unconstitutional conditions, and substantive due process, and their 
        textual cousins, the Necessary and Proper, Contracts, Takings, and 
        Commerce Clauses. The memory of these ancient exiles, banished for 
        standing in opposition to unlimited government, is kept alive by a few scholars 
        who labor on in the hope of a restoration, a second coming of the Constitution 
        of liberty -- even if perhaps not in their own lifetimes.

It is in response to this passage that the conspiracy-mongering regarding the "Constitution-in-exile" movement arose. Of course, it bears asking if the movement itself has received enough attention in scholarly circles to warrant so much argumentation in the present day judicial confirmation wars. Law professor Orin Kerr has some doubts on that score:

        The odd thing is, I can't recall ever hearing a conservative use the phrase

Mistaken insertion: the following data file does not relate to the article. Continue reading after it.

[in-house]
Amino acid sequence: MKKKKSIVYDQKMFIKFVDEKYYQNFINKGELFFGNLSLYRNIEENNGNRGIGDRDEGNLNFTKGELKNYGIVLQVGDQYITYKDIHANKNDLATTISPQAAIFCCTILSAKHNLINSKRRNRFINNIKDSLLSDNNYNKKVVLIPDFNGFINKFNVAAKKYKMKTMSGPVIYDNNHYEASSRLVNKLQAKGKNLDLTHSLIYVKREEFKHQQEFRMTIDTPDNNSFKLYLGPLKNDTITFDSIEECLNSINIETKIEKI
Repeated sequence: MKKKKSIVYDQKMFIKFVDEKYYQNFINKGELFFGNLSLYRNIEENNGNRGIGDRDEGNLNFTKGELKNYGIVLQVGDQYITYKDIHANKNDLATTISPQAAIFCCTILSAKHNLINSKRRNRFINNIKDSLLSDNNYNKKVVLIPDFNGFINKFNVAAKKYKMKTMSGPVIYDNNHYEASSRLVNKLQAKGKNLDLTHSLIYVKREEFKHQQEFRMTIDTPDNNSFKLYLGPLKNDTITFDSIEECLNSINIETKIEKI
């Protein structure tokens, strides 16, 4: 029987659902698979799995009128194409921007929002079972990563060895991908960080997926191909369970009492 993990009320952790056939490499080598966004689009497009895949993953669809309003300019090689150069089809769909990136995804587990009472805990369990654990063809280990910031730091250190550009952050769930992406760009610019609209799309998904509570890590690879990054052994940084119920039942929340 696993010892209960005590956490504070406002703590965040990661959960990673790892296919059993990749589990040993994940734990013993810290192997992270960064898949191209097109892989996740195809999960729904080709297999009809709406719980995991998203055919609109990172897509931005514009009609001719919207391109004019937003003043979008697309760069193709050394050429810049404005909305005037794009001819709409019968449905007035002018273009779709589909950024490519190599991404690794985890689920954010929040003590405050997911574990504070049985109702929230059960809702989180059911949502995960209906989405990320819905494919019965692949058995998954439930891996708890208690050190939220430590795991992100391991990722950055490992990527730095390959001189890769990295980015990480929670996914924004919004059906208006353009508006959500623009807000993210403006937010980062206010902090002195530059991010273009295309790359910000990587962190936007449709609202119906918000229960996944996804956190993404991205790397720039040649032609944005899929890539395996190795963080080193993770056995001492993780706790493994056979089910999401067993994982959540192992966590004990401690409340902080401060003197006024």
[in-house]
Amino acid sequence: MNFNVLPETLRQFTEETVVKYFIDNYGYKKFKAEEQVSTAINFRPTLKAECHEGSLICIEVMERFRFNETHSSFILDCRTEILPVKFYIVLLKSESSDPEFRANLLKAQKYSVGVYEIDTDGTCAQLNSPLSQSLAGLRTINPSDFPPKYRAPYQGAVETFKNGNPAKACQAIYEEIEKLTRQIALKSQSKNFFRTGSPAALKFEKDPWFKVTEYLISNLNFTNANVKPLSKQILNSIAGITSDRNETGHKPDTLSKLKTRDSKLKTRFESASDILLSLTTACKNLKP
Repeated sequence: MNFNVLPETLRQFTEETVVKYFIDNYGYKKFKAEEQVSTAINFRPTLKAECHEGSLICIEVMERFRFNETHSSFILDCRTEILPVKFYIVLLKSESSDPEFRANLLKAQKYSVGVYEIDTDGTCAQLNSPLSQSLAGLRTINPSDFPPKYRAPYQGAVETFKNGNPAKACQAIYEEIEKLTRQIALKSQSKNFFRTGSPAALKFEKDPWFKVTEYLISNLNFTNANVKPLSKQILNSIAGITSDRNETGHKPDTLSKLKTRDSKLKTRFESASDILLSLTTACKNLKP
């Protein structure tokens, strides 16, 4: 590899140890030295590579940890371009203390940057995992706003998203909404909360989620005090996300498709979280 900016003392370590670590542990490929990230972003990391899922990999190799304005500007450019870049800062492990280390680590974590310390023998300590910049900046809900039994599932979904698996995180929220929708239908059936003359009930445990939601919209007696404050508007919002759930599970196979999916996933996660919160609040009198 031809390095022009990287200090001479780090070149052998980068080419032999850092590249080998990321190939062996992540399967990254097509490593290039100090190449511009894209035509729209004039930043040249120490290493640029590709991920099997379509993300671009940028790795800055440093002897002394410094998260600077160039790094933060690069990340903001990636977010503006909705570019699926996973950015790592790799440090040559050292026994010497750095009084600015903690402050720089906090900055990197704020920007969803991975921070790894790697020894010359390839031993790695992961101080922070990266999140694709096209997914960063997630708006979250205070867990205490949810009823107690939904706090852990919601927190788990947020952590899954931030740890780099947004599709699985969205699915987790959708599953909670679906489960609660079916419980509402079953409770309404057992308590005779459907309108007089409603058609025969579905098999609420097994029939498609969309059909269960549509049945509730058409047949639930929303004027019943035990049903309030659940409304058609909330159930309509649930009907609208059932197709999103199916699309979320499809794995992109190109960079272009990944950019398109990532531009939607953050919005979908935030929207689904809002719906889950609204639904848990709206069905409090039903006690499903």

"the Constitution in Exile." I asked a couple of prominent conservatives 
        if they had ever heard the phrase, and they had the same reaction: 
        they had never heard the phrase used by anyone except Cass Sunstein 
        and those discussing Sunstein's claims.

        [. . .]

        Why does it matter, you wonder? After all, some on the right do want 
        the Supreme Court to bolster some constitutional doctrines that the Court 
        deeemphasized in the post-New Deal era. Critics could decide that 
        they think this agenda should be described as amounting to a wish to 
        restore the Constitution in Exile. But if I understand it correctly, Sunstein's 
        claim is different: the claim is that conservatives themselves use the phrase 
        -- "right-wing activists . . . talk about restoration of the 'Constitution 
        in Exile'." The difference matters, I think, because describing something